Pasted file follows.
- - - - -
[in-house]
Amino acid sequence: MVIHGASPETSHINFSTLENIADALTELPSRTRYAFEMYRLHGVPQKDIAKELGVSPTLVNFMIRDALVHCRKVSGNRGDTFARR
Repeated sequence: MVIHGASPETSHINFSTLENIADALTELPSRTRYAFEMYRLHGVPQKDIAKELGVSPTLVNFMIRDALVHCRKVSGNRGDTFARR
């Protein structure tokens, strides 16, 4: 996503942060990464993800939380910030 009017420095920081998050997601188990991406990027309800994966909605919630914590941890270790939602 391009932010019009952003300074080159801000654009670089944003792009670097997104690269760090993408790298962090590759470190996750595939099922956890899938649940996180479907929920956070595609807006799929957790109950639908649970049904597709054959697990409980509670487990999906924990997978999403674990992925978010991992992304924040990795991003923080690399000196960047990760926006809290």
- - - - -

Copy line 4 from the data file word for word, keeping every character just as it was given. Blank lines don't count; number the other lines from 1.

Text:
């Protein structure tokens, strides 16, 4: 996503942060990464993800939380910030 009017420095920081998050997601188990991406990027309800994966909605919630914590941890270790939602 391009932010019009952003300074080159801000654009670089944003792009670097997104690269760090993408790298962090590759470190996750595939099922956890899938649940996180479907929920956070595609807006799929957790109950639908649970049904597709054959697990409980509670487990999906924990997978999403674990992925978010991992992304924040990795991003923080690399000196960047990760926006809290």